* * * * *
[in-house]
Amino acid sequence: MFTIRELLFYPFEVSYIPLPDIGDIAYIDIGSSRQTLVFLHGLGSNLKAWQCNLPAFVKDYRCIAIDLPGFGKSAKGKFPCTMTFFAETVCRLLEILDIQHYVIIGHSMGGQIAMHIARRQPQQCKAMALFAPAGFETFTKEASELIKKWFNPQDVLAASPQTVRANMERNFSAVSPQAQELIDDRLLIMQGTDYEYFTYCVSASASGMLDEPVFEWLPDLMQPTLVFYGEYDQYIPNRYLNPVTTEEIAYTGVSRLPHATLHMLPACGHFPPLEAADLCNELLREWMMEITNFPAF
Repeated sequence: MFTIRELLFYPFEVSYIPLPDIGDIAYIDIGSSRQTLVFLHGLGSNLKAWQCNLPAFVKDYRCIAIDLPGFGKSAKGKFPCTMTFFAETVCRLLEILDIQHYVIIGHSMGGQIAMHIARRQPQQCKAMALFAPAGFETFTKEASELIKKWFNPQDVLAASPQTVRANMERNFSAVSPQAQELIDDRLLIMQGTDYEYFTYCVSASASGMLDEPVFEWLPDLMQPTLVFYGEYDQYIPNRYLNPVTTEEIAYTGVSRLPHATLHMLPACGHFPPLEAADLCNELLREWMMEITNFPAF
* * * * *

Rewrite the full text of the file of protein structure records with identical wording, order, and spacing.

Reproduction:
[in-house]
Amino acid sequence: MFTIRELLFYPFEVSYIPLPDIGDIAYIDIGSSRQTLVFLHGLGSNLKAWQCNLPAFVKDYRCIAIDLPGFGKSAKGKFPCTMTFFAETVCRLLEILDIQHYVIIGHSMGGQIAMHIARRQPQQCKAMALFAPAGFETFTKEASELIKKWFNPQDVLAASPQTVRANMERNFSAVSPQAQELIDDRLLIMQGTDYEYFTYCVSASASGMLDEPVFEWLPDLMQPTLVFYGEYDQYIPNRYLNPVTTEEIAYTGVSRLPHATLHMLPACGHFPPLEAADLCNELLREWMMEITNFPAF
Repeated sequence: MFTIRELLFYPFEVSYIPLPDIGDIAYIDIGSSRQTLVFLHGLGSNLKAWQCNLPAFVKDYRCIAIDLPGFGKSAKGKFPCTMTFFAETVCRLLEILDIQHYVIIGHSMGGQIAMHIARRQPQQCKAMALFAPAGFETFTKEASELIKKWFNPQDVLAASPQTVRANMERNFSAVSPQAQELIDDRLLIMQGTDYEYFTYCVSASASGMLDEPVFEWLPDLMQPTLVFYGEYDQYIPNRYLNPVTTEEIAYTGVSRLPHATLHMLPACGHFPPLEAADLCNELLREWMMEITNFPAF